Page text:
I think I mentioned this once before, but I have a photocopy of Bly's University of Iowa master's thesis, "Steps Towards Poetry and Death", submitted to Paul Engle in 1956. I don't think it can be checked out any longer; in fact, I believe I was the last person to check it out of the library on December 26, 1996. I'm glad I thought to make a copy. It is now in the Rare Books room. The manuscript has pencil markings, a few typos, etc. Very interesting. The only poem to make it to the "Silence In The Snowy Fields" collection is "Where We Must Look For Help", which you have kindly posted for readers. The rest of the manuscript is very unBly-like and was obviously a very early attempt. "Silence In The Snowy Fields" was first published in 1962. I think Bly was more influenced by Wright than the other way around, as Wright was much more extensively published than Bly at the time they worked together on the Minnesota farmstead. But Wright's "The Branch . . ." was a marked departure from his earlier work, so there must have been a symbiotic writing relationship of some sort that summer. Perhaps similar to the Yeats-Pound relationship at Stone Cottage?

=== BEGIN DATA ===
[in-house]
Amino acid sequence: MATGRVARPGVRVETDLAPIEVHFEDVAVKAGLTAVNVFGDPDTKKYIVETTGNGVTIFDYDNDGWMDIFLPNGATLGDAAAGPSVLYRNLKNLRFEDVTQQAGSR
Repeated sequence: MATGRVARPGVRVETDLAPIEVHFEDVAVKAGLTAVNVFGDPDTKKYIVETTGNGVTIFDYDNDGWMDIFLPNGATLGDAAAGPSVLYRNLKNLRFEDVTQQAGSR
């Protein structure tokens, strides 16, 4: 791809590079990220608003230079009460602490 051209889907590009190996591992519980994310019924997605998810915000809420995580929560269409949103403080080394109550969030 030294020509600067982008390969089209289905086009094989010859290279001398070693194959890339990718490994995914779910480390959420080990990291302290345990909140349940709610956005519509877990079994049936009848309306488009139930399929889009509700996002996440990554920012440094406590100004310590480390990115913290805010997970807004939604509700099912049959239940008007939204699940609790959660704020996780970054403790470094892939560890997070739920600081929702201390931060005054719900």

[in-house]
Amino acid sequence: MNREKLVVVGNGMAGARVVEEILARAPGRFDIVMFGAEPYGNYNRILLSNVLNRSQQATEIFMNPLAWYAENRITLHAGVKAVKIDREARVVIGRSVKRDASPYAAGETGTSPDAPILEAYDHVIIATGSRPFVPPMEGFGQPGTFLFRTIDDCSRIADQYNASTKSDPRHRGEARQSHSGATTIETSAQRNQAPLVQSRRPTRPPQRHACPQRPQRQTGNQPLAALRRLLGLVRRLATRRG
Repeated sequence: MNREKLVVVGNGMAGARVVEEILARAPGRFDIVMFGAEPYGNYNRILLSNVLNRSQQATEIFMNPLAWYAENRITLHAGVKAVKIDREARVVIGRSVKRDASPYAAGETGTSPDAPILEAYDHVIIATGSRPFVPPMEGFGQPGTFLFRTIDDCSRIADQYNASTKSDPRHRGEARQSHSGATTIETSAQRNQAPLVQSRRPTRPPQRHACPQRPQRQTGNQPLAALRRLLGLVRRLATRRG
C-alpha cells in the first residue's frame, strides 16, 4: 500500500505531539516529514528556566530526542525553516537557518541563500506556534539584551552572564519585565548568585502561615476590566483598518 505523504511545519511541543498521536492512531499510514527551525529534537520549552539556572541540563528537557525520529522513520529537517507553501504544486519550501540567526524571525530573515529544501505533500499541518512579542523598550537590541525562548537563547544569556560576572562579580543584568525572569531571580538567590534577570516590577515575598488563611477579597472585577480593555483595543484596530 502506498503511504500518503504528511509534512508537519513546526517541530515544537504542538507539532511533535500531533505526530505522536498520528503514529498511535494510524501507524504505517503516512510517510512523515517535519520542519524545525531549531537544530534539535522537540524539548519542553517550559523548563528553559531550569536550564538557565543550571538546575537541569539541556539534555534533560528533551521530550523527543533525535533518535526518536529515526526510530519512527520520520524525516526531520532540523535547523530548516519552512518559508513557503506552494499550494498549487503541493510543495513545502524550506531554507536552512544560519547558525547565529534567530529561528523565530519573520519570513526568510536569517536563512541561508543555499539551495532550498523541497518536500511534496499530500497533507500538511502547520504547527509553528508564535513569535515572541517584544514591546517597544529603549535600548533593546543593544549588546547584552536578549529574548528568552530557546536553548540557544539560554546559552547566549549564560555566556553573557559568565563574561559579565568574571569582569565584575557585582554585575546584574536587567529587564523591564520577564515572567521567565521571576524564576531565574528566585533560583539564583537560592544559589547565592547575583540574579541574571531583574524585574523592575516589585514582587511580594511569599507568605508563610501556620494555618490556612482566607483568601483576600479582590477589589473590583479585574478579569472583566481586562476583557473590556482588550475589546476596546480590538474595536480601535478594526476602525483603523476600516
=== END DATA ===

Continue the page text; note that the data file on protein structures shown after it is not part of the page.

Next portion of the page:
For some reason, I have always preferred Bly over Wright, but this must be entirely subjective. Some poets speak more deeply to certain readers than others, for reasons difficult to pinpoint. There's an odd abstraction in Bly which I find appealing, though that is often exactly what turns many readers off. It perhaps is no accident that one of Bly's early mentors was Wallace Stevens, another poet of immense abstractions I've always been enamored of as well.